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Words of welcome and introduction

Kari Tarkiainen Director-General of the National Archives of Finland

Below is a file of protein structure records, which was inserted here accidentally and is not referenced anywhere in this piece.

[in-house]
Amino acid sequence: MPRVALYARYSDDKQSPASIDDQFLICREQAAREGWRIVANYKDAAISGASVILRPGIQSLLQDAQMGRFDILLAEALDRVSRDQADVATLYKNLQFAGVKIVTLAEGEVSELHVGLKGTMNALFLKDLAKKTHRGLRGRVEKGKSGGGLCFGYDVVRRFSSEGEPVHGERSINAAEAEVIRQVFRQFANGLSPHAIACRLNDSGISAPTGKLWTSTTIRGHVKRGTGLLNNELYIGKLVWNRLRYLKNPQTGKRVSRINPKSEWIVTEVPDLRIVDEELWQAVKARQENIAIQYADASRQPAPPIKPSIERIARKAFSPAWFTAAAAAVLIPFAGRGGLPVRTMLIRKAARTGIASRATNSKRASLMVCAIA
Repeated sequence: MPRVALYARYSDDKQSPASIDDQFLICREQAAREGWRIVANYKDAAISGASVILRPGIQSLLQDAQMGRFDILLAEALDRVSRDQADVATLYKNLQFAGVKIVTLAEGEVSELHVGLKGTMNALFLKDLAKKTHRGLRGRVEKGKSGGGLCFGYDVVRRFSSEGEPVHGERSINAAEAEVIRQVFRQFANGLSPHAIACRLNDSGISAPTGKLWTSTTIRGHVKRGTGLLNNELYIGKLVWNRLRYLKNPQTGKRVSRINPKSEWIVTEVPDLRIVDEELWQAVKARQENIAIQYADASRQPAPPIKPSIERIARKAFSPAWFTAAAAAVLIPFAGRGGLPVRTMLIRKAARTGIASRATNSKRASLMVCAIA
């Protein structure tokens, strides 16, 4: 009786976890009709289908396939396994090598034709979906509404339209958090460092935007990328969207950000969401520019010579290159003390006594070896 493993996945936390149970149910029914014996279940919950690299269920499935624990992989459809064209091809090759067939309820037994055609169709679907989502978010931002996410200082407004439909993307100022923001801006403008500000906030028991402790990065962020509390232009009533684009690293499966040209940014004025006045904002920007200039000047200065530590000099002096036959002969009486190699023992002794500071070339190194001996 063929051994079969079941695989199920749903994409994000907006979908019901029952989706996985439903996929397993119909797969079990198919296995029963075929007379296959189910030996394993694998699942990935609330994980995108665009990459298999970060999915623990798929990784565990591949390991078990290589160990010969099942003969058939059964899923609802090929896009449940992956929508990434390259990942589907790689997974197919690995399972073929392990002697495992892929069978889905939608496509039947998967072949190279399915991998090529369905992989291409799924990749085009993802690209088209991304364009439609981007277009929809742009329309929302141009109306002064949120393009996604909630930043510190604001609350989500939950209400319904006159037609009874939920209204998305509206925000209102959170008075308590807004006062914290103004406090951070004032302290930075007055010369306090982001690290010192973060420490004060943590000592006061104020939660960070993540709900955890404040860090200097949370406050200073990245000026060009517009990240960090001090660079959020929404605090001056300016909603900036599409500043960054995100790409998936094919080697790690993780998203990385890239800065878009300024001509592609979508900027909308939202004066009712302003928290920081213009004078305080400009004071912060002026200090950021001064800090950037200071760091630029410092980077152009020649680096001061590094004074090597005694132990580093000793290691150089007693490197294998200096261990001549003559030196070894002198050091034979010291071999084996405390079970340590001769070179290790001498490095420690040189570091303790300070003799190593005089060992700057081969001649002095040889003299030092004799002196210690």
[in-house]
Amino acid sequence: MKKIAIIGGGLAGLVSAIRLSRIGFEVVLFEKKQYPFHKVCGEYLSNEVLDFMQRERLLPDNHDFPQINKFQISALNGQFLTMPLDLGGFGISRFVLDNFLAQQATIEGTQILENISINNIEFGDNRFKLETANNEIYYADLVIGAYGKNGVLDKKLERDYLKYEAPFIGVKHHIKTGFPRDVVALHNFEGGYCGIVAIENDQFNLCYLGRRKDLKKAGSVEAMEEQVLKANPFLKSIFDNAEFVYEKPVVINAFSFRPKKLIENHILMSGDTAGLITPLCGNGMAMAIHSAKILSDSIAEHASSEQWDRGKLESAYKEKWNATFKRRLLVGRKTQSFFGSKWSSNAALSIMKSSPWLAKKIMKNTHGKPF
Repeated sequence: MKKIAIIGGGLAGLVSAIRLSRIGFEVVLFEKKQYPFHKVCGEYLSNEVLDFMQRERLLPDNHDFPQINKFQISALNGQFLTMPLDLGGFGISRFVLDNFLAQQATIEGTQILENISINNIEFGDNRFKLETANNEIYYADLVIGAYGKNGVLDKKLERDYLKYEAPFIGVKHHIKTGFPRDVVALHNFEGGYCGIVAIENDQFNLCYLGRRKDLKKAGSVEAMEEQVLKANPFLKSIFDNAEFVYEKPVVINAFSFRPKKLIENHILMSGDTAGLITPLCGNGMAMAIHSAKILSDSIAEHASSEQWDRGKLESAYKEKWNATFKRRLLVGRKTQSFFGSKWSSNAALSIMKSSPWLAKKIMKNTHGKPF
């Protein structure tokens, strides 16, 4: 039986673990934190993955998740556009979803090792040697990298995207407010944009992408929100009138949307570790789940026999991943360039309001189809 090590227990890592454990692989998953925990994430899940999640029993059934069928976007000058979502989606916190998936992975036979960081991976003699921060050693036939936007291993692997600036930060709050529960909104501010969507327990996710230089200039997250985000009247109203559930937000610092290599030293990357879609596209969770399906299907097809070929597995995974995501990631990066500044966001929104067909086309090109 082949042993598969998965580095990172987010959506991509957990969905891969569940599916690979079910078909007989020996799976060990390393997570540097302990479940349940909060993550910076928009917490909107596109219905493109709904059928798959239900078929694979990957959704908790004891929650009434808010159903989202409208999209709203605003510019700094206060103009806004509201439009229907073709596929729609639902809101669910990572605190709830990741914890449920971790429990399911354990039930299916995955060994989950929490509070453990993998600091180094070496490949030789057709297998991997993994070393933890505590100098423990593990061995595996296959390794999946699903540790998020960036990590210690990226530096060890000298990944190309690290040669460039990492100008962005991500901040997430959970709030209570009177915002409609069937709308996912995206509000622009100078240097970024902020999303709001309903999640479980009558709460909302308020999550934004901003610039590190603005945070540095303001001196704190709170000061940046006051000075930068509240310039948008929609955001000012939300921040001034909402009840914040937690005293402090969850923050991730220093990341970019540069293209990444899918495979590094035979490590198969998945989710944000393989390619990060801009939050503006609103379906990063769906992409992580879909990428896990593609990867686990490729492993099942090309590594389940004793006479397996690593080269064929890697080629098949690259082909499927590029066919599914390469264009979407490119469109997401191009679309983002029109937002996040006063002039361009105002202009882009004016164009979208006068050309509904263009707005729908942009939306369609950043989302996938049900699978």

Dear participants in the DLM-Experts meeting - dear colleagues, The National Archives Service of Finland has in connection with the Finnish EU-Presidency the pleasure of arranging an experts meeting here in Tampere, today and tomorrow, as a part of the DLM-process of the Historical Archives of the European Commission. Three weeks ago many of us had the privilege to visit Brussels where the superbly arranged DLM-Forum gathered hundreds of experts around new and important issues in connection with electronic records and databases. The theme of the Forum was European citizens and electronic information: the memory of the Information Society. It is very fortunate that we now have such an arena for free discussion and debate between experts, because the various aspects of electronic information are today in many ways key issues. They immensely concern wide circles of the population; in the developed countries citizens are increasingly affected. The recent DLM-Forum was the second one held in Brussels; the first large meeting of experts on electronic information convened three years earlier in the autumn of 1996. Various interests were represented, then as now: The industry was represented by people for whom the developing of electronic communication instruments and systems, with technical diversity and perfection in mind, was a matter of business. There were representatives of the administration who regarded the new media from a political or judicial viewpoint and finally, representatives of the archival establishment focusing on the long term preservation of electronic information and later secondary use. All these issues require international cooperation, exchange of experiences and development of standards as we are indeed dealing with a common complex of problems, which reaches over national boundaries. The efforts of the Historical Archives of the European Commission to develop the DLMForums are especially commendable. For the archival sector, which I represent, the DLMForums are becoming the most central institution in this field. For the participants as a collective body the DLM-Forums are particularly valuable due to their interdisciplinary character. They are increasingly arenas for the outlining of real future issues. The seminar today and tomorrow here in Tampere is an offspring of the large DLM-Forum in Brussels in October. It centres round the appraisal of electronic material, a theme of considerable importance for us. The theme of the Tampere seminar is Principles of appraisal and their application in electronic environment - European models and concepts. What electronic information is essential and should be preserved permanently; what is less relevant and should be destroyed are questions of ever increasing urgency as the electronic media gain more and more ground and dominate the production of information? Are the views of the National Archives Services on appraisal of paper records also applicable when we are dealing with electronic material, or does digital information require completely new approaches based on the specific character of that information? Could the different models of appraisal in the 2